I did not read many works of fiction this year, but I'm so glad I read this one. I used to teach with Mary Smathers in the 1980's, and this is her first novel. It's a great story! Ms. Smathers ties the different Califiornia eras and different lives together beautifully, and her storytelling brilliantly brings to life periods of California history that most of us are only fairly familiar with. We all visit the California Missions, and we know some of the good and bad behind the missions, but her tales go so much deeper. The timing of her book is perfect, as we are living in the midst of a time when we are more ready than ever to face some of our shameful history. Ms. Smathers' research and writing captivated me, I found myself caring for several of the characters, and it was impossible for me to put her book down. Really, really good!


The Book of Joy: Lasting Happiness in a Changing World, by Dalai Lama, Desmond Tutu, with Douglas Carlton Abrams (2016)

My Dad recommended this book (you will see that reference in many of the books on my pages, as he is a prolific reader!). I felt lucky just reading the words of these two amazing and gentle leaders and their quirky senses of humor, as I made my way through the book. It’s special. You are a fly on the wall in their conversations, you see their friendship and love and care for each other, and you get a glimpse into the amazing people that they are. There is a wonderful mixture of Buddhism and Christianity woven in throughout the book, with never even a hint of conflict between those two religions. So much of the book focuses on our pursuit of happiness, which they tend to believe is more materialistic, and the pursuit of joy, which they regard as central to our being. They agree that joy cannot be found through material and external sources, but has to come from the inside. It can come from meaningful friendships and the feeling you have for your friends and loved ones. “Ultimately our greatest joy is when we seek to do good for others.” Another quote I loved from Archbishop Tutu, “The goal is to be a reservoir of joy, an oasis of peace, a pool of serenity that can ripple out to all those around you.”


This is one of those books that I will read and re-read throughout the rest of my life. If you’ve read this bookshelf, you know that another book like that for me is The Power of Now. This is wisdom that you cannot read often enough, and it reminds us of what we should be aspiring towards.


How to Do Nothing: Resisting the Attention Economy by Jenny O’Dell (2020)

I forget how I came across this book. I believe it was from other reading I was doing where Jenny O’Dell’s work was mentioned. In reading the book, it reminded me of a photo where an elderly woman was leaning over a barrier watching and enjoying something spectacular while all of the younger people around her were looking at their phones as they were videotaping it. The caption was, “One of these people knows how to truly enjoy the moment.” This book is about how the apps on our phones and the social media companies are desperately seeking our attention, our clicks, our forwards, our likes, and anything else they can do to drive their revenues upward. Most of you know that I am a terrible social media person, and this book makes me think maybe I am a little smarter than most people think I am. It’s hard to resist the attention-seeking economy that’s out there. Following the outrageous headlines that we click. Seeing titillating stories that make us curious. Reading this book may give you or your teenage students something to think about as you deal with your phones. I think this is a runaway train, and I’m not sure what can be done about it. And maybe I’m just an old person whining about how the young generation doesn’t know how to do things right. But I do worry. I do believe there is a world right in front of us that many of us are missing because there’s something more interesting on our phones. Smelling the roses is not that bad of an idea. If you go back to my thoughts on Flow, you know that you’ll never find flow while looking at your phone. You can find it while you’re fully immersed in activities that are not trying to seek your attention, but are so overwhelming or beautiful or meaningful, that you can’t help but have all of your attention go towards that experience. That is a more noble objective.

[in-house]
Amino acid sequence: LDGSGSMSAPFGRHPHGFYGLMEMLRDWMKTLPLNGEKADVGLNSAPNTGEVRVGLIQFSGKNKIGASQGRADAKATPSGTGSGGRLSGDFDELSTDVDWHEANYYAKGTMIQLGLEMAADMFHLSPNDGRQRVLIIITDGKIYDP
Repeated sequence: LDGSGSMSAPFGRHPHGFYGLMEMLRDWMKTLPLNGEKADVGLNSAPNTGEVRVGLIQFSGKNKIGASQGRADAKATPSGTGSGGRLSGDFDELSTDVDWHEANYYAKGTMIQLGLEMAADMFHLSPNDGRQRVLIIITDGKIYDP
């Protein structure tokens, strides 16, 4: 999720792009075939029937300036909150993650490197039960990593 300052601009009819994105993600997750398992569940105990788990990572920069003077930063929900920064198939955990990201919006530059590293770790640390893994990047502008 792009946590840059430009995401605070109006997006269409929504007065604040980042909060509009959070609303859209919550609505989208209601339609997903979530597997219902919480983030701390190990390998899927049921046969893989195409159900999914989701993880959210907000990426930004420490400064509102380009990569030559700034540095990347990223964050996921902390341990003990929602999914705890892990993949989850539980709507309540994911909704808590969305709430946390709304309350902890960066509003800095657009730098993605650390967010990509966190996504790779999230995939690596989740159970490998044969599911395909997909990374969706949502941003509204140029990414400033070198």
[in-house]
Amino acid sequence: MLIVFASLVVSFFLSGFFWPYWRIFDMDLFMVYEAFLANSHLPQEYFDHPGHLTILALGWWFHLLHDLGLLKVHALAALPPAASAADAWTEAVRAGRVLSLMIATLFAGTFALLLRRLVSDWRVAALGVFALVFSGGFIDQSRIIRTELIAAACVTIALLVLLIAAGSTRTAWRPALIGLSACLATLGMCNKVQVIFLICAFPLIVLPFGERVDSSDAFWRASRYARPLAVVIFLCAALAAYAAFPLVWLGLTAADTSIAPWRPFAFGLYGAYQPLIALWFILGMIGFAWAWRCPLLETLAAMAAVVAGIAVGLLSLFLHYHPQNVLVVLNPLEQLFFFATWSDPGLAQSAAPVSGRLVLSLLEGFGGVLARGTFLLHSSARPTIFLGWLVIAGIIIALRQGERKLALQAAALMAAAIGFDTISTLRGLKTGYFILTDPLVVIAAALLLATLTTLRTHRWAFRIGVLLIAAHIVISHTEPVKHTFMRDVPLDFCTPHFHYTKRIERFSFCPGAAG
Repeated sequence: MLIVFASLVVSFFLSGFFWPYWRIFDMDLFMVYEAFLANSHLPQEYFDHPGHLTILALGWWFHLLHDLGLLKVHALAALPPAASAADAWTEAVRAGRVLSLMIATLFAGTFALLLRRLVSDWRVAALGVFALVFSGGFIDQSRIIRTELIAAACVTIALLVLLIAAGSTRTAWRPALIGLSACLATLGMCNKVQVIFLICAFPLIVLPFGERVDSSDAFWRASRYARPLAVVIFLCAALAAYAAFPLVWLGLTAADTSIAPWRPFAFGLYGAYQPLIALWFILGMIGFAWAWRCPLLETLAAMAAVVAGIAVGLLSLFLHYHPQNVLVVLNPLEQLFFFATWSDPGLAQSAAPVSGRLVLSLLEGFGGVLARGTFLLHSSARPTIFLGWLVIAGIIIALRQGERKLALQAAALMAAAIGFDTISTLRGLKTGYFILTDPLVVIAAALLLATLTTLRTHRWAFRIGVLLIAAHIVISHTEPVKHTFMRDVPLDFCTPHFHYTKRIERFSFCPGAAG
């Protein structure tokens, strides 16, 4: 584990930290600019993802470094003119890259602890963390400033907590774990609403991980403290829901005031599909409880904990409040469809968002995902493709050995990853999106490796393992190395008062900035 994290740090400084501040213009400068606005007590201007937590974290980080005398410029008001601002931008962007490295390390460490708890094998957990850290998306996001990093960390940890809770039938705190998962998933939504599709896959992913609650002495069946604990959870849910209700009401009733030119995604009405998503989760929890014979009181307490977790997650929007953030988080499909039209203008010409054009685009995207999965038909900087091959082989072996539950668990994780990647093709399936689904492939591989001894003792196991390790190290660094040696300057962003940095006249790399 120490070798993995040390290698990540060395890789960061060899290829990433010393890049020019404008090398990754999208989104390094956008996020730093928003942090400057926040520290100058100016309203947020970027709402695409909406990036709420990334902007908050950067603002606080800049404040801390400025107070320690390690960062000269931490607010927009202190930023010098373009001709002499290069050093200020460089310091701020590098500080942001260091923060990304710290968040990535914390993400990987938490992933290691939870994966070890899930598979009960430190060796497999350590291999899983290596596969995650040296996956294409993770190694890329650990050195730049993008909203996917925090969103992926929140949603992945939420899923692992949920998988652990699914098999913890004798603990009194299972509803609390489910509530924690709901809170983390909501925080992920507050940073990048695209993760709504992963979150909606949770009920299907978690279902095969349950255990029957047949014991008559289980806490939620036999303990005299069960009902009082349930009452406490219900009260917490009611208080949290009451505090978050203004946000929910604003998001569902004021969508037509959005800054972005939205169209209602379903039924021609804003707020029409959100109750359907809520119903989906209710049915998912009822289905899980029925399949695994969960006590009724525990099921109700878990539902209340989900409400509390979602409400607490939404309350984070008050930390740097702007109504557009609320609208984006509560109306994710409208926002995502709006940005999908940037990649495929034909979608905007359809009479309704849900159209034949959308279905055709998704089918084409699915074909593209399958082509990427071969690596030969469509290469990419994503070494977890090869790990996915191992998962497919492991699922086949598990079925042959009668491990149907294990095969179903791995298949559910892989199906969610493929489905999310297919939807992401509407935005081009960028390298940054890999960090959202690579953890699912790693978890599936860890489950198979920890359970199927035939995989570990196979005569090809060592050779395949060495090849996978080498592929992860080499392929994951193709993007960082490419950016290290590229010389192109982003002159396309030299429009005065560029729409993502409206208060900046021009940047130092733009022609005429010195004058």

Click here for my complete annotated bibliography.


Books About Teaching and Learning

  • Building The World's Greatest High School, by Richard Parkhouse (2013)
  • Better Learning Through Structured Teaching, by Douglas Fisher and Nancy Frey (2013)
  • Building a Better Teacher, by Elizabeth Green (2014)
  • Pathways to the Common Core, by Lucy Calkins (2012)
  • Disrupting Class: How Disruptive Education Will Change the Way the World Learns, by Clayton Christensen. (2011)
  • Enhancing Professional Practice: A Framework for Teaching, by Charlotte Danielson (2007) 
  • The Six Secrets of Change, by Michael Fullan (2008) 
  • Spark: The Revolutionary New Science of Exercise and the Brain, by John J. Ratey (2008)
  • Focus: Elevating the Essentials To Radically Improve Student Learning, by Mike Schmoker (2011)
  • Horace's Compromise (1984); Horace's School, by Ted Sizer (1992)
  • Emotions, Learning, and the Brain, by Dr. Mary Helen Immordino-Yang (2015)

Books About Leadership

  • Rookie Smarts, by Liz Wiseman (2014)
  • Getting Things Done, by David Allen (2001)
  • The On-Time On-Target Manager, by Ken Blanchard and Steve Gottry (2004)
  • Know How, by Ram Charan (2007)
  • Good to Great, by Jim Collins (2001)
  • The Seven Habits of Highly Effective People, by Stephen Covey (1989)
  • Quiet Strength, by Tony Dungy (2007)
  • Switch, by Chip Heath and Dan Heath (2010)
  • Rich Dad, Poor Dad, by Richard Kiyosaki (2000)
  • Death by Meeting, by Patrick Lencioni (2004)
  • From Values to Action: The Four Principles of Value-Based Leadership, by Harry M. Kraemer (2011)

Books Recently Read


The 2020-21 School Year

  • Just Mercy: A Story of Justice and Redemption, by Bryan Stevenson (2014)
  • Tiny Habits: The Small Changes that Change Everything, by B.J. Fogg (2019)
  • Caste: The Origins of Our Discontents, by Isabel Wilkerson (2020)